Simple Steps to Choosing a Palette

Simple Steps to Choosing a Palette

Part of my task as a botanical artist and illustrator is to depict my chosen plant in not only an artful way, but as botanically accurately as possible.  This means that the colors in my painting should be as close as possible to the colors in the plant.  My goal is to convey the variations of color in leaf, stem and petal, but not in a way that distracts or looks disjointed. I want to show the diversity of colors and shades, yet retain an overall unity to my painting.

The shades of green in the world are limitless…take a walk through a forest in the Pacific Northwest where I live and you will see what I mean…or just stand in a park near you and count the different greens…you’ll be there a very long time.  Not only is the range of hues we call green immense (let’s not even start on red or blue), but the myriad of pigments and possible mixes of pigments seems endless as well! (A note to my art appreciating but not painting readers, this is a rather technical post about pigments so if you want you can skip down to the bottom for a summary and a bit of philosophy thrown in!)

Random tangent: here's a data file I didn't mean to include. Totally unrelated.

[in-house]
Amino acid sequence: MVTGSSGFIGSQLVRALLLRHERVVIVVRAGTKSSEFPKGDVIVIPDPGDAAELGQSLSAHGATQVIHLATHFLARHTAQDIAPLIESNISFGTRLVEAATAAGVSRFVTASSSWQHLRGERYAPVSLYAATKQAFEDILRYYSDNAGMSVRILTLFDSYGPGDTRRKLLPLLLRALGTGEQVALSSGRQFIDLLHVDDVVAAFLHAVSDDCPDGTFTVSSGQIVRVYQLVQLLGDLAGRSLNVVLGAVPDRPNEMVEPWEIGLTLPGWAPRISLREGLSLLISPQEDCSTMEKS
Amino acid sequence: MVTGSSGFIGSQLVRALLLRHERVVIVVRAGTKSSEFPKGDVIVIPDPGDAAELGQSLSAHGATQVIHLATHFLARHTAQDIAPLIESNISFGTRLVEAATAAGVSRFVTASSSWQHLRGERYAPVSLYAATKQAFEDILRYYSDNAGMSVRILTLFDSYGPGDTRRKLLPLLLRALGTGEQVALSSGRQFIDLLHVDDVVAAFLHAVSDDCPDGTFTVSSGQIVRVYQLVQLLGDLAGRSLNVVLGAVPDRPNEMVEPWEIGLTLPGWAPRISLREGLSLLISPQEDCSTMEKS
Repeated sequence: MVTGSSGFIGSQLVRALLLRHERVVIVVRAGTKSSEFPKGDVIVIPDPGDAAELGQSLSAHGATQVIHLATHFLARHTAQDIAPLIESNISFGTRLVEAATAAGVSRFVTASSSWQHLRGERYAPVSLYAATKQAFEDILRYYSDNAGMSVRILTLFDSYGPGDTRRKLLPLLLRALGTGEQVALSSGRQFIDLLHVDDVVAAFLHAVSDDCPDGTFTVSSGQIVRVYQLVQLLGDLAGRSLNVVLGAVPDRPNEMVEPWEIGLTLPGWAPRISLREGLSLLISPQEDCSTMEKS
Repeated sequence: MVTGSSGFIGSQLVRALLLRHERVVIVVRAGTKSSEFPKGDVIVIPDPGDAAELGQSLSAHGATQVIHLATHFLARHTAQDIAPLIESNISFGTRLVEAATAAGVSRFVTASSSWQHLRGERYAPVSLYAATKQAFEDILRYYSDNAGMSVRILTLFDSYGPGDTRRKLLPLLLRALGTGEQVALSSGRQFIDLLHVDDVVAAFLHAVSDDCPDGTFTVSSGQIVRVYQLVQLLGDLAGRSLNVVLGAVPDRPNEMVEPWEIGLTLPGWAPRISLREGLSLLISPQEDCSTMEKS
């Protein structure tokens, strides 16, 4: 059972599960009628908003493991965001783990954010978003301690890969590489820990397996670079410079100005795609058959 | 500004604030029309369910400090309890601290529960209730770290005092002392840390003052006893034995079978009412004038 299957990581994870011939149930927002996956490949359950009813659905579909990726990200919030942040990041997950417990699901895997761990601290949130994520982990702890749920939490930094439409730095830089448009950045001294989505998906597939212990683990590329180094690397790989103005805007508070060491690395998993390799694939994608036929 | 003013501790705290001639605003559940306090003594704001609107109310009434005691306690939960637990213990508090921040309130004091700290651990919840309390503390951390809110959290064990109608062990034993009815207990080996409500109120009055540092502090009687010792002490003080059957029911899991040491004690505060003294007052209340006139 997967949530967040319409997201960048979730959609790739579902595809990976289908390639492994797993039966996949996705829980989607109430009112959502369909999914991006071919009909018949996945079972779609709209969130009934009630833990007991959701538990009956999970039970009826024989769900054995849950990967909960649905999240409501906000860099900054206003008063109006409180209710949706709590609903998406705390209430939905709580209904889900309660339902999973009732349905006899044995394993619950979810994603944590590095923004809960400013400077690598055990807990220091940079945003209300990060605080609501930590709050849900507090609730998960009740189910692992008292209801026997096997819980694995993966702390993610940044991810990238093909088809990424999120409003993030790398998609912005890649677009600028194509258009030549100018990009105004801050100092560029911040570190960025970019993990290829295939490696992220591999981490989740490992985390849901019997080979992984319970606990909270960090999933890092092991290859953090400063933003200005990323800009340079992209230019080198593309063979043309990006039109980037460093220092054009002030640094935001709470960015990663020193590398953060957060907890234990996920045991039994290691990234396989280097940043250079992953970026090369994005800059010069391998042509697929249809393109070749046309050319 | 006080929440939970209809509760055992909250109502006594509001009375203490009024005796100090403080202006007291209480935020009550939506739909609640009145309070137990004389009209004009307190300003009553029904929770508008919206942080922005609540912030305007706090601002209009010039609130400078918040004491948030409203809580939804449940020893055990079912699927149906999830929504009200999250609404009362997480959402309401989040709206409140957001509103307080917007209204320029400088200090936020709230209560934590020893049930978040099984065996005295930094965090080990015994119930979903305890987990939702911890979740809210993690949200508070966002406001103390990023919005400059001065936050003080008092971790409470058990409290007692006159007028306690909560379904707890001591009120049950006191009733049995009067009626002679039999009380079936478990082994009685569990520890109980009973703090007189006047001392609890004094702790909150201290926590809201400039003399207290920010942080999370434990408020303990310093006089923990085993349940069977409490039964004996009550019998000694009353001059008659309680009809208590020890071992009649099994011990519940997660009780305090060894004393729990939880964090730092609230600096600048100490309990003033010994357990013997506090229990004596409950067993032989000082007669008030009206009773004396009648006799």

Olympic National Forest copyright sfgamchick

How many shades of green can you see in this one spot in the Olympic National Forest?  photo credit: fsgamchick

Getting to Know the Plant

Rather than using premixed greens, I mix my greens from primary colors (yellow and blue with usually a dab of red) so creating the right shade of green can be daunting without a system for figuring out which yellow and which blue to use.  So where to begin…?

Here are the steps I take to find which pigments to use to mix my greens and to bring unity to my overall painting.  My first step is to take my plant outside (if it is potted or a cut flower) to examine it closely in daylight because artificial lighting can distort colors.  Besides looking at how the light interacts with the leaves and petals, noting translucency, reflected light and shadows, I take note of the overall hues and tones in the plant, particularly noting any primary colors (blue, yellow, red) it might have.   Once I have found any primary colors, I try to determine which pigment in my palette will match that particular hue most accurately.  I don’t always find a perfect match, but if I can find a pigment that is close, then it will take a minimum of mixing to create a match.  The less mixing, the more likely to keep my colors pure and clean.